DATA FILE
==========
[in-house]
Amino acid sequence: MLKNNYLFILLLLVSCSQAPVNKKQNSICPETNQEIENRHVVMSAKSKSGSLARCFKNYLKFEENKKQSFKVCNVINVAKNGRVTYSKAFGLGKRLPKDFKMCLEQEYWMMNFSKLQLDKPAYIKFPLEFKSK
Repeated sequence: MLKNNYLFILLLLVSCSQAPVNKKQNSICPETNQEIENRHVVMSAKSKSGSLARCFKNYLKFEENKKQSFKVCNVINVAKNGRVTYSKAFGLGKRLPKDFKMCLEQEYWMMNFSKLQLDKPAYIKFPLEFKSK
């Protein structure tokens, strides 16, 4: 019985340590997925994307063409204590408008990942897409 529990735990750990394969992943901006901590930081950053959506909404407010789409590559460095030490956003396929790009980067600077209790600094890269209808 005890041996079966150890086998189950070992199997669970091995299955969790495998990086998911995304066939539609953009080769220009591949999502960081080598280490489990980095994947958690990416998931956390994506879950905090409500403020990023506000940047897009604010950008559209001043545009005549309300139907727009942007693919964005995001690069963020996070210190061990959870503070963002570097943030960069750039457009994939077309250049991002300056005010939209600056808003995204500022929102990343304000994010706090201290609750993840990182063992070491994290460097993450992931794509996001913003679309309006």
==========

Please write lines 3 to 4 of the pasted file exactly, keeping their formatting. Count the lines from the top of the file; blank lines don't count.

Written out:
Repeated sequence: MLKNNYLFILLLLVSCSQAPVNKKQNSICPETNQEIENRHVVMSAKSKSGSLARCFKNYLKFEENKKQSFKVCNVINVAKNGRVTYSKAFGLGKRLPKDFKMCLEQEYWMMNFSKLQLDKPAYIKFPLEFKSK
């Protein structure tokens, strides 16, 4: 019985340590997925994307063409204590408008990942897409 529990735990750990394969992943901006901590930081950053959506909404407010789409590559460095030490956003396929790009980067600077209790600094890269209808 005890041996079966150890086998189950070992199997669970091995299955969790495998990086998911995304066939539609953009080769220009591949999502960081080598280490489990980095994947958690990416998931956390994506879950905090409500403020990023506000940047897009604010950008559209001043545009005549309300139907727009942007693919964005995001690069963020996070210190061990959870503070963002570097943030960069750039457009994939077309250049991002300056005010939209600056808003995204500022929102990343304000994010706090201290609750993840990182063992070491994290460097993450992931794509996001913003679309309006």